The Screaming Pope - Correct Picture Color (Album Review)


Bostonian electronic music producer George Bolton started the musical project The Screaming Pope just before Covid hit. By operating around steadfast drums, whimsical virtual instrumentation, and a desire to create motivating atmospheres that are also downbeat, Bolton has etched a niche corner for himself in the electronic music world. Despite working in electronic music since 1979, Bolton embraces new technologies, incorporating AI-generated vocal samples into his under-the-radar techno beats. These samples add some perplexing moments of uncanny valley naturalism, mirroring the humanistic intuition with which the electronic sounds have been composed. 

A prolific composer, Bolton hasn't sacrificed quality for quantity. Instead, he has released seven (yes, seven) carefully considered albums (according to the artist, his wife is in charge of quality control). The recent album, "Correct Picture Color", might be a flagship of the project thus far.

 An art school graduate, Bolton designed the nostalgic cover for this collection. Indeed, an artistic flair is present across this collection, which never reaches intense levels of experimentation or chin-stroking, but also never succumbs to the allure of background muzak, something which these pieces seem capable of veering towards, whether that be through the samples of rivers and birdsongs on the hypnotic "The Mountains" or the Arabian-tinged milquetoast of "Desert Heat".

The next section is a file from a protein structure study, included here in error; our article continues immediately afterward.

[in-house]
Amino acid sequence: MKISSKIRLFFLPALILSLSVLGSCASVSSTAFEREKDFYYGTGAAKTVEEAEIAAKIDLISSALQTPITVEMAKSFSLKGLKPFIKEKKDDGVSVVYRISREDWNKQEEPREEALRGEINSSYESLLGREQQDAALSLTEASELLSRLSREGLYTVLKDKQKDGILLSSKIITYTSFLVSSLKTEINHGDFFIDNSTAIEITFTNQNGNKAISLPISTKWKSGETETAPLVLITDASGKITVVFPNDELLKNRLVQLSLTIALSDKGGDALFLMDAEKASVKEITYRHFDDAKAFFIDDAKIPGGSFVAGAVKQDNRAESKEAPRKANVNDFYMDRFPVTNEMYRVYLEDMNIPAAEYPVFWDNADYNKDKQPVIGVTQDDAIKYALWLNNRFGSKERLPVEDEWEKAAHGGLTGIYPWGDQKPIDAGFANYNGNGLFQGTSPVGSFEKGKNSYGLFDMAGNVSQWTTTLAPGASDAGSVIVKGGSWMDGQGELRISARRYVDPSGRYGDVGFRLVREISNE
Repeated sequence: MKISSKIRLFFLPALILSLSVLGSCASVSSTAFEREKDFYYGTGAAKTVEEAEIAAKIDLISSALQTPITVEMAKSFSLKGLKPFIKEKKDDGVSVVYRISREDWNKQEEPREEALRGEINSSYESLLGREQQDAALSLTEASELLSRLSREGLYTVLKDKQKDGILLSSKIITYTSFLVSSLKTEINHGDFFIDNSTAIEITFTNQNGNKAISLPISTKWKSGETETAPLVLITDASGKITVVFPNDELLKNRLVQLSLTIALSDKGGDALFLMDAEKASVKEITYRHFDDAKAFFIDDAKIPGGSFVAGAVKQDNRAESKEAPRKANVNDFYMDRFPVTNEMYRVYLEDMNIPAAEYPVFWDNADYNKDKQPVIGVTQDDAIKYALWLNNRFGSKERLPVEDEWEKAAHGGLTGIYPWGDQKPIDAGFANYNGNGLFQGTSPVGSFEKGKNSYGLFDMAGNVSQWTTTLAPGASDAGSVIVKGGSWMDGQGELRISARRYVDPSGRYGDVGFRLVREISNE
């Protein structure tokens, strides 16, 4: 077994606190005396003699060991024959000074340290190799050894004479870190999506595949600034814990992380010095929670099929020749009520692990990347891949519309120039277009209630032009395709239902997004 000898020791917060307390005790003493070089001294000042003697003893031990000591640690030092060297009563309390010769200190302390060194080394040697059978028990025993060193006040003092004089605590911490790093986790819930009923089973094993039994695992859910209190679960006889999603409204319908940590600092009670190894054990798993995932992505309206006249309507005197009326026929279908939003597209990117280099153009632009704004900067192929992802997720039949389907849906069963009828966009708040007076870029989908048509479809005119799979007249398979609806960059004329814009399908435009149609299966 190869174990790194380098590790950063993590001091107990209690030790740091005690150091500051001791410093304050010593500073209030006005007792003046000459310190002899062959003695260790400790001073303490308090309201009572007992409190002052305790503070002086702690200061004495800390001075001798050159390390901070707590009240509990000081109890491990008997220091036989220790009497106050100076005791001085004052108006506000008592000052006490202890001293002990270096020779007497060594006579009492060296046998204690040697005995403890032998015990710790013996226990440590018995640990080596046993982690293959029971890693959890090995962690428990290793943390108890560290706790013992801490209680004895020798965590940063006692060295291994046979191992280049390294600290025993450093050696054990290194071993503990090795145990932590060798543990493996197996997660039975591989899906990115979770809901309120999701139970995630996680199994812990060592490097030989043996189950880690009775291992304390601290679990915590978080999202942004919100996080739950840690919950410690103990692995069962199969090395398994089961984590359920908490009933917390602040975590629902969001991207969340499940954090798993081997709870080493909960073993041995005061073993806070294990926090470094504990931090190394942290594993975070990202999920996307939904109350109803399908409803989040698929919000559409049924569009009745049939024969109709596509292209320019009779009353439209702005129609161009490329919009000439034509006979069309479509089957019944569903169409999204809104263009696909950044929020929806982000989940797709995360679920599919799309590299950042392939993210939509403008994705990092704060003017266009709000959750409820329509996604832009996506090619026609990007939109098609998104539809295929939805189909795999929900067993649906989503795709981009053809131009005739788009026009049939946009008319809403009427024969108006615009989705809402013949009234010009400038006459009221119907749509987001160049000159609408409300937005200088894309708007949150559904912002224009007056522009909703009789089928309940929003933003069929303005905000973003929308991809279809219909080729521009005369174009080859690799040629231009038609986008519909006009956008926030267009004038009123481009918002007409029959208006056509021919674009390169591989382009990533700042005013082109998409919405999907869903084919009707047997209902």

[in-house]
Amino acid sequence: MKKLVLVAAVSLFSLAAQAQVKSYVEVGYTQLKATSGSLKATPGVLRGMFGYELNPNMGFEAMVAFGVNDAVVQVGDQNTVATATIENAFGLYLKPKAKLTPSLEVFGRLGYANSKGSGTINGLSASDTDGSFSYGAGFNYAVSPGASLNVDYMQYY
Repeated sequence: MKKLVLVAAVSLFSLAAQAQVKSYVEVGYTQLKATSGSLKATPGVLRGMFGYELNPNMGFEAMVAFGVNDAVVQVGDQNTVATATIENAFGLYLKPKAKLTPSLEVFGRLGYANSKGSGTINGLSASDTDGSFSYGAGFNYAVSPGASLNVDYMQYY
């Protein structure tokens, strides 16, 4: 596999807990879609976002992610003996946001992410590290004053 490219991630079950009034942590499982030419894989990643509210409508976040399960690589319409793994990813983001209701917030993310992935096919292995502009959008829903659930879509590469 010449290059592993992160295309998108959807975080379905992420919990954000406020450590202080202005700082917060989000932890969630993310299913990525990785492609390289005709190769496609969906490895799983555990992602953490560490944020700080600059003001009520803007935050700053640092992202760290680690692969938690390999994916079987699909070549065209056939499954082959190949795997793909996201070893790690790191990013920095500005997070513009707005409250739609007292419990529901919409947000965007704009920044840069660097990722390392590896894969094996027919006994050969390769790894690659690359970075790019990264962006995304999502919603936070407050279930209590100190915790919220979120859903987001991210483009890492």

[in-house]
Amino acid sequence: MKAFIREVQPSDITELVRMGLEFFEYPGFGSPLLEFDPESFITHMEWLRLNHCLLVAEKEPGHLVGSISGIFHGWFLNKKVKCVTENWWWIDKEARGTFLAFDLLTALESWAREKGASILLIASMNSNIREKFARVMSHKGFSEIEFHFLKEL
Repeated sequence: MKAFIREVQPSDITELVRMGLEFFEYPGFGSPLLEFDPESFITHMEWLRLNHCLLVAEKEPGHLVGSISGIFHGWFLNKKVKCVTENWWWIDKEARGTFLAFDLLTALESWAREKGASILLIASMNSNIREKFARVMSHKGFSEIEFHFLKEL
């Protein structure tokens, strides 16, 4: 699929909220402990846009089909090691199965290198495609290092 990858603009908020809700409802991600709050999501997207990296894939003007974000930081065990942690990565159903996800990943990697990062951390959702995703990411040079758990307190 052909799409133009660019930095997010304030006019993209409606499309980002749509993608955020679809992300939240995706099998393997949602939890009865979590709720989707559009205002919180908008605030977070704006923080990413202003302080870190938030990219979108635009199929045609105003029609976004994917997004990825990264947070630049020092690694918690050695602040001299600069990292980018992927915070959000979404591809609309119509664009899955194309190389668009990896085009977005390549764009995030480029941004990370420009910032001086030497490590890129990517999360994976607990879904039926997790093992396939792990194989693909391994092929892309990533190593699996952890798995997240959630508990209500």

Where Bolton is most effective is when his loops jump out of the stereo with bite instead of a French kiss, like on the blistering snare drum of the ridiculously-titled "Accidental Mullet" (the art pop sentiments of which fortified with space-synth for good measure), "Wheel of Destiny", which is blisteringly fast and bright, and "Machines Making Machines Work For Me", which brings an acidic Europop dance floor cool to Bolton's more wandering keys work. 

Even when The Screaming Pope takes his foot off the pedal, it can have its charm. "On the Wind" creates new age serenity with gentle spoken word, earthy hand percussions, and softly sustained tones which play like birds soaring through an open blue sky. 

While "Correct Picture Color" by The Screaming Pope may sometimes sway towards the innocuous, there's enough imagination here to ensure it's never a dull ride. Such ingenuity is not present in the arrangements, instrumentation, or use of technology but in reimagining what a song can be. Bolton is unrestrained by preconceived notions and memes of what constitutes "good" electronic music, preferring to investigate for himself, discovering some gems in the ether.